People love Thanksgiving for a number of reasons, whether as a day for graciousness, for family, or for the incredible amounts of food. But before you carve that juicy bird, Gene Baur, president and cofounder of theanimal protection organization Farm Sanctuary, would like to remind you that more than 45 million turkeys are killed for Thanksgiving dinners each year.
“[Thanksgiving] is a difficult holiday for people who care about animals to celebrate with friends and family with a dead bird as the centerpiece,’’ Baur said.
No kidding. But whether you avoid meat for dietary or philosophical reasons, tension between personal values and seasonal traditions doesn’t have to make for a stressful Thanksgiving. There are plenty of ways to create a harmonious menu and enjoy the holidays with family and friends—vegans, vegetarians, and omnivores alike. (Reminder: A vegetarian does not eat meat or fish. A vegan is even stricter, avoiding all animal products, including milk and eggs.)
The At-Home Dinner
So if you’re a vegan or expecting vegan dinner guests, what do you do for dinner? Tofurkey and vegetables may not be an easy sell for the rest of your family and friends.
“The best way to explore it is to make them a wonderful dinner or to bring a vegan dish that is delicious to your dinner,’’ said Wendy Cohen Cliggott, coordinator for Farm Sanctuary’s Walk for Animals Boston.
Cliggott said when she brings a vegan dish, she usually goes with a large salad platter with mixed greens. She also likes to bring dishes like a faux chicken pot pie. With meat substitutes, she said, meat-eaters can’t even tell the difference.
Bauer said he prefers to bring vegan stuffing, sometimes even using it to stuff a squash instead of a turkey.
David Coman-Hidy, executive director of the Humane League, said bringing a delicious vegan dish to your Thanksgiving meal is best type of education you can do on a holiday.
“Keep in mind, the dinner table at family events is not the best place for advocacy. Think positive activism,’’ Hidy said.
The Catered Dinner
Cooking without meat takes some creativity. For those who may not have that inclination, there are many vegan catering services in the Boston area. For Vegan Pact, a vegan catering service created by Lisa Kelly, Thanksgiving is the busiest time of year. Many people are looking for healthy, plant-based alternatives for Thanksgiving, and can choose from 10 different seasonal entrees and five desserts to have delivered. Or they can learn to prep the dishes at home, Kelly said. She currently has four orders and two at-home preparation lessons.
“Every year, my most popular dishes are creamy green bean casserole, raw vegan cheesecake (unprocessed and wholely plant based), pumpkin pie, butternut squash, Brussels sprouts, and apple stuffing, stuffed delicata squashes, shepherd’s pie, and kale, cauliflower, and potato casserole,’’ Kelly said.
Let’s Just Go Out
Popular vegan restaurant Red Lentil will have three seatings on Thanksgiving day, serving five courses with wine pairings—a necessity for omnivores and vegans alike. Interested in cream of parsnip soup with Macintosh apple, sunchoke, coconut milk and fresh herbs, garnished with spiced pumpkin seed granola? Or maybe harvest-stuffed baby bell peppers stuffed with butternut squash? What about a cranberry pecan wild rice pilaf served over fava bean puree and a red wine beet reduction? And definitely some old-fashioned chocolate pudding pie served with caramel sauce and topped with coconut whipped cream?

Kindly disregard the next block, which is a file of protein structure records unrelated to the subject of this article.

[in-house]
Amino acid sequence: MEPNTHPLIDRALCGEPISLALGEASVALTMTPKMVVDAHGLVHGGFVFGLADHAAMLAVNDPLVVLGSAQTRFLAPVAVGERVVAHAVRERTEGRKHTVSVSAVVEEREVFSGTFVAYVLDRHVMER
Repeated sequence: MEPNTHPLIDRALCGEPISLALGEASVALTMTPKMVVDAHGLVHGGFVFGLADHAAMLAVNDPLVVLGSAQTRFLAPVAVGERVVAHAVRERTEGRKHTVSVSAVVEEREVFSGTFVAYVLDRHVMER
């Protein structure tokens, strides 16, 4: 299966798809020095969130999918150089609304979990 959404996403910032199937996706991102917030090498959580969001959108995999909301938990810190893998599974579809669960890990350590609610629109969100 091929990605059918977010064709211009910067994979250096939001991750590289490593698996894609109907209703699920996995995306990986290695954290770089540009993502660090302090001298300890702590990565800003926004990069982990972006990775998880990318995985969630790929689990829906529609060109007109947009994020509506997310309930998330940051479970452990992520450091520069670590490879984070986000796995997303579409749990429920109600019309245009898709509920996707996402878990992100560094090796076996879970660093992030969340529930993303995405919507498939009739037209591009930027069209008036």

Now that is a vegan Thanksgiving menu any meat lover could love.
“When we start making food that tastes good and aligns with our own values, we’ll see revolution in our meat industry,’’ Baur said.
The Experiential Dinner
For vegans who are looking for a more interactive experience with living turkeys, Farm Sanctuary offers a celebration for the turkeys at their three locations in New York and California. At its New York location, Baur said vegans and activists from across 12 states will be represented, catering to about 700 people between both time slots.
“We celebrate the lives of these animals, community, and tasty healthy food that was produced in away that didn’t cause other animals to be slaughtered,’’ Baur said.
The celebration will have pumpkin pies, pumpkins, greens, grapes, grains and other goodies—for the turkeys, that is.
Last year, Farm Santuary provided at its New York location five acorn squashes, 10 cans of pureed pumpkin filling, two heads of kale, four heads of romaine lettuce, and five bags of whole cranberries, all for the turkeys’ feast.
After the animals have their dinner, Farm Sanctuary then provides a tasty vegan meal for their human participants, with the menu created by Harbor Hotel. The New York event this year is on Nov. 22, and there are currently 284 people registered, plus about 42 staff and volunteers.
Cliggott has attended the celebration of turkeys for the past four years.
“When you walk in, you expect the cows, turkeys, pigs are going to run away from you. But you have cows walk up to you looking like dogs wanting to be pet,’’ Cliggott said. “These animals are no different than the cats and dogs we all love. We just seem to categorize them differently.’’
For those who can’t make it to one of Farm Sanctuary’s locations in person, the sanctuary has created the Adopt A Turkey Project, where you can donate money to save a turkey from being slaughtered.